Sunday Synth Jam: In this video, multi-instrumentalist and composer Peter Pringle performs an original composition, that he wrote “to demonstrate and compare the sound of four different theremins: Continue reading
Sunday Synth Jam: Master multi-instrumentalist Peter Pringle performs Dagda’s Magic Harp.
Pringle accompanies himself with an instrument he designed, the Tibecen. Here’s what he has to say about the Tibecen:
“The instrument I am using to accompany myself in this song is a two part affair of my own devising which I call the “tibicen” (the Latin word for “piper”). It is entirely electronic, and consists of a small keyboard which sits in my lap, and a pedalboard (similar to a church organ) on the floor in floor in front of me. Nothing was added to this performance and there are no overdubs or additions of any kind. This is exactly the way it was performed.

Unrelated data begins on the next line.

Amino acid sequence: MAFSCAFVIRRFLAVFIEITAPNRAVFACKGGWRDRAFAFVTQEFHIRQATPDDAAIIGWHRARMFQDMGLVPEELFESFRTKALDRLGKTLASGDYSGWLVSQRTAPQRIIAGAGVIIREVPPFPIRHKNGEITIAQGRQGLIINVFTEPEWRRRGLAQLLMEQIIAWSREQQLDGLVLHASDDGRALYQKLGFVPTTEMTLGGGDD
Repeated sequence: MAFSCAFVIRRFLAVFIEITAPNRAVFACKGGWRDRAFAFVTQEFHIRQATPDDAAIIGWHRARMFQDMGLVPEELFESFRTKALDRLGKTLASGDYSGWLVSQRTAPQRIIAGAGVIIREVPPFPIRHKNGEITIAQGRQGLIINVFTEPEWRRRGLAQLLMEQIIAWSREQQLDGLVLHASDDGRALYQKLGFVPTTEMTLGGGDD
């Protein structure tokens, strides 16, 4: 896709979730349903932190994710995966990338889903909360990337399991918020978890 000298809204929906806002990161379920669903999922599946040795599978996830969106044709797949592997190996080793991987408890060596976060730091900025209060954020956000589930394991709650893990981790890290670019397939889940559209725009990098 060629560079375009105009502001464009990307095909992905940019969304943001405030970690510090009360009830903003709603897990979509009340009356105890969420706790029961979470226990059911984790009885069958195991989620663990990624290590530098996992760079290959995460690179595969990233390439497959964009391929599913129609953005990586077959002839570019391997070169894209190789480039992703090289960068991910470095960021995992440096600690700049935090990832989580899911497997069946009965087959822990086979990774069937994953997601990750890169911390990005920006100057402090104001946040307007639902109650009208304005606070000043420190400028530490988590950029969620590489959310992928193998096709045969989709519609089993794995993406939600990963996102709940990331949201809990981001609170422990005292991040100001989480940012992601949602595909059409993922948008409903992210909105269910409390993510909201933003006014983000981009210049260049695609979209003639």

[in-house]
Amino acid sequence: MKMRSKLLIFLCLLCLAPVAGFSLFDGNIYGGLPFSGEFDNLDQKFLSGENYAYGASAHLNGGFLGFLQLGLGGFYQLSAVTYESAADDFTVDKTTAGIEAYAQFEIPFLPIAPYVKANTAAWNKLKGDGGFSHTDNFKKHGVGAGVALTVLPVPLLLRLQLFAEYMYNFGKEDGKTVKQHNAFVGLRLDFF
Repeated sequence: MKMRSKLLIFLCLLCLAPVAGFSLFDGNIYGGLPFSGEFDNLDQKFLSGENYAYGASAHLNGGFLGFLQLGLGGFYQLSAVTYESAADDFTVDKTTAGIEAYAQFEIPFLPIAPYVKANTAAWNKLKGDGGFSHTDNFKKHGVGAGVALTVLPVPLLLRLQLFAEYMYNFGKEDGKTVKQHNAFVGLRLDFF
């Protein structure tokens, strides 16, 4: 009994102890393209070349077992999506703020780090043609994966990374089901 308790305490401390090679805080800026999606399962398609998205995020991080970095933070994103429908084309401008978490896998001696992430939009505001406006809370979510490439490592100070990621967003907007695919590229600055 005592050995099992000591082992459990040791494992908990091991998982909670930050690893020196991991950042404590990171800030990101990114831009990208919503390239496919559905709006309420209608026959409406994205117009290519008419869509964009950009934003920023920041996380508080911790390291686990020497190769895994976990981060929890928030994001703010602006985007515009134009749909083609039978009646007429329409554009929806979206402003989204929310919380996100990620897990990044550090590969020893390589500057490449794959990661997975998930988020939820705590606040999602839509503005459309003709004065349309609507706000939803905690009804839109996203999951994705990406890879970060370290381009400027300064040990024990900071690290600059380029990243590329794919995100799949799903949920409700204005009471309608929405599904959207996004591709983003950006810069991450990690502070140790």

The pedalboard provides the drone, while the keyboard plays melody. The instrument has a huge range, can play in any key, and I have tried to show some of what it can do in this video.”
Tuvan throat singing involves controlling the shape of the mouth and throat in order to emphasize specific overtones. This creates the effect that the performer is singing two notes at once.
Detail on the performance below. Continue reading
Sunday Synth Jam: It’s Sunday, so we’re catching up on some synth jams and and electronic music performances from the last week.
Here’s another one of multi-instrumentalist Peter Pringle‘s elegant classical transcriptions for theremin, the Berceuse from Jocelyn, an opera written by French composer Benjamin Godard (1849 – 1895).
Pringle transcribed it for harp (Venus “Aquilan” concert harp) and theremin. He performed it on a 1929 RCA theremin that once belonged to the late Dr. Samuel Hoffman, who played the theremin on countless mid-century film scores.